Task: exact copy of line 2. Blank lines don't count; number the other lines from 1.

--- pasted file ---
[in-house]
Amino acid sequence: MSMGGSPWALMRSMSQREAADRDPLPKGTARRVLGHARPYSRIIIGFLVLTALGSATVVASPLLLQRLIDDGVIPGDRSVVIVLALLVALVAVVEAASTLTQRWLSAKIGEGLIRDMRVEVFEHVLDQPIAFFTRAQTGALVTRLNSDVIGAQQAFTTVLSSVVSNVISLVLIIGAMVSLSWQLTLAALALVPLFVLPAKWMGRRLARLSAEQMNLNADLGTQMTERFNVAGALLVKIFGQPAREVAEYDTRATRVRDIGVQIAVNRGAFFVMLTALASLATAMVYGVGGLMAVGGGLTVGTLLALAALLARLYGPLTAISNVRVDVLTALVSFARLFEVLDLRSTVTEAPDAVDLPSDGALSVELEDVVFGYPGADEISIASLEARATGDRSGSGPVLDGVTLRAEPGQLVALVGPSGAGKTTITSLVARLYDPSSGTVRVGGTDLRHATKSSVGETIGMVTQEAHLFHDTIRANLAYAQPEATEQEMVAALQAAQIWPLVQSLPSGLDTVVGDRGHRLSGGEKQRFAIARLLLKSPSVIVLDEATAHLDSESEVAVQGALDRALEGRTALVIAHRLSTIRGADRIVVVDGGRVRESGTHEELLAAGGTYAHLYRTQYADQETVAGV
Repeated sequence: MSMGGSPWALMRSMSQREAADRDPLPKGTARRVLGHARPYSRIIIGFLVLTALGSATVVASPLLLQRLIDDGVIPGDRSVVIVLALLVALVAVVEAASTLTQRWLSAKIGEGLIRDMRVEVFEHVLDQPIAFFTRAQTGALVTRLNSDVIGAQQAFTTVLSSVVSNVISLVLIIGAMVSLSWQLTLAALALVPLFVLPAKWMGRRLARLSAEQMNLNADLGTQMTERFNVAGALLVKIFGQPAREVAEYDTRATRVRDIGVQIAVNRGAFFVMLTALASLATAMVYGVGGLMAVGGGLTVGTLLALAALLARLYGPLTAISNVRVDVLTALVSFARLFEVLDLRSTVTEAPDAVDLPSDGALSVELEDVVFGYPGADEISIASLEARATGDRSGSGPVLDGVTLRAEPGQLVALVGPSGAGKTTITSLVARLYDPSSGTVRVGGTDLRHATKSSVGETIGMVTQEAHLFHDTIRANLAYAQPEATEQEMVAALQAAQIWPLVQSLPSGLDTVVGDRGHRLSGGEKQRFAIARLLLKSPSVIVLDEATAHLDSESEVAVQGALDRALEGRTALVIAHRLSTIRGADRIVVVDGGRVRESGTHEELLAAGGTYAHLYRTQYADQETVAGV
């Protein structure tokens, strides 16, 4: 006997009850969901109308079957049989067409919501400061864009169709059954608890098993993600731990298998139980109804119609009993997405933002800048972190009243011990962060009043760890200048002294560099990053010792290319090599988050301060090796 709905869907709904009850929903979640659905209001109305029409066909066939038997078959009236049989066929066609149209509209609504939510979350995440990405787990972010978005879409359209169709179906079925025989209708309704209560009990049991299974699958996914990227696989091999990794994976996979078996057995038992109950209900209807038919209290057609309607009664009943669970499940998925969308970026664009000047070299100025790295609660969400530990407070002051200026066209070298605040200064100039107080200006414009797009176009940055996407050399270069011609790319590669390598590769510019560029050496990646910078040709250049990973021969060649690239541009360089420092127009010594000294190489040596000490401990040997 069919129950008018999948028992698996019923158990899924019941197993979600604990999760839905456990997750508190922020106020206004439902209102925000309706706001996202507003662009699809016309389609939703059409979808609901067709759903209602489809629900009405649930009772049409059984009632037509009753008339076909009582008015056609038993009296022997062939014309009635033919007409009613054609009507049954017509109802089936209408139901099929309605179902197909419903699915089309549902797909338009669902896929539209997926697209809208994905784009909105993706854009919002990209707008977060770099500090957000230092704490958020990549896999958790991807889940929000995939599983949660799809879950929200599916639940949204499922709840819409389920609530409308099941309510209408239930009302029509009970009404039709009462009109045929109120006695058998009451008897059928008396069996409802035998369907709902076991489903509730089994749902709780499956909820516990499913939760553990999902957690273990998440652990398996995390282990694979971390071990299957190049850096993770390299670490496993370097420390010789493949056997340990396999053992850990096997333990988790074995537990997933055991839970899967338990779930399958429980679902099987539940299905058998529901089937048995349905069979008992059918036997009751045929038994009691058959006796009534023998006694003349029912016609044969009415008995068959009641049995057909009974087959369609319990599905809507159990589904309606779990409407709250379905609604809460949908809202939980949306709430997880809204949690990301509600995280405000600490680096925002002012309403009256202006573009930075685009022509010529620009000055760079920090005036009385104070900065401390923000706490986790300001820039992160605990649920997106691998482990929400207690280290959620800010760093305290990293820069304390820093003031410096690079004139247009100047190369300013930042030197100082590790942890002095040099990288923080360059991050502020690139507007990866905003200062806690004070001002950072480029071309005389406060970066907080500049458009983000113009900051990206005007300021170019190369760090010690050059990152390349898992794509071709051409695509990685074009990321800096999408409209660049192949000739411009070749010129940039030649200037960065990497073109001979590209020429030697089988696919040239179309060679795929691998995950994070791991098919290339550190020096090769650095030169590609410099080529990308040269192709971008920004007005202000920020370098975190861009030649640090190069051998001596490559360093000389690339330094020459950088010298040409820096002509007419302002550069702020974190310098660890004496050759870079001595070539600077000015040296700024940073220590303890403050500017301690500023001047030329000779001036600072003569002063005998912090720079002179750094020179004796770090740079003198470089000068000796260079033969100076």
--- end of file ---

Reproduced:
Amino acid sequence: MSMGGSPWALMRSMSQREAADRDPLPKGTARRVLGHARPYSRIIIGFLVLTALGSATVVASPLLLQRLIDDGVIPGDRSVVIVLALLVALVAVVEAASTLTQRWLSAKIGEGLIRDMRVEVFEHVLDQPIAFFTRAQTGALVTRLNSDVIGAQQAFTTVLSSVVSNVISLVLIIGAMVSLSWQLTLAALALVPLFVLPAKWMGRRLARLSAEQMNLNADLGTQMTERFNVAGALLVKIFGQPAREVAEYDTRATRVRDIGVQIAVNRGAFFVMLTALASLATAMVYGVGGLMAVGGGLTVGTLLALAALLARLYGPLTAISNVRVDVLTALVSFARLFEVLDLRSTVTEAPDAVDLPSDGALSVELEDVVFGYPGADEISIASLEARATGDRSGSGPVLDGVTLRAEPGQLVALVGPSGAGKTTITSLVARLYDPSSGTVRVGGTDLRHATKSSVGETIGMVTQEAHLFHDTIRANLAYAQPEATEQEMVAALQAAQIWPLVQSLPSGLDTVVGDRGHRLSGGEKQRFAIARLLLKSPSVIVLDEATAHLDSESEVAVQGALDRALEGRTALVIAHRLSTIRGADRIVVVDGGRVRESGTHEELLAAGGTYAHLYRTQYADQETVAGV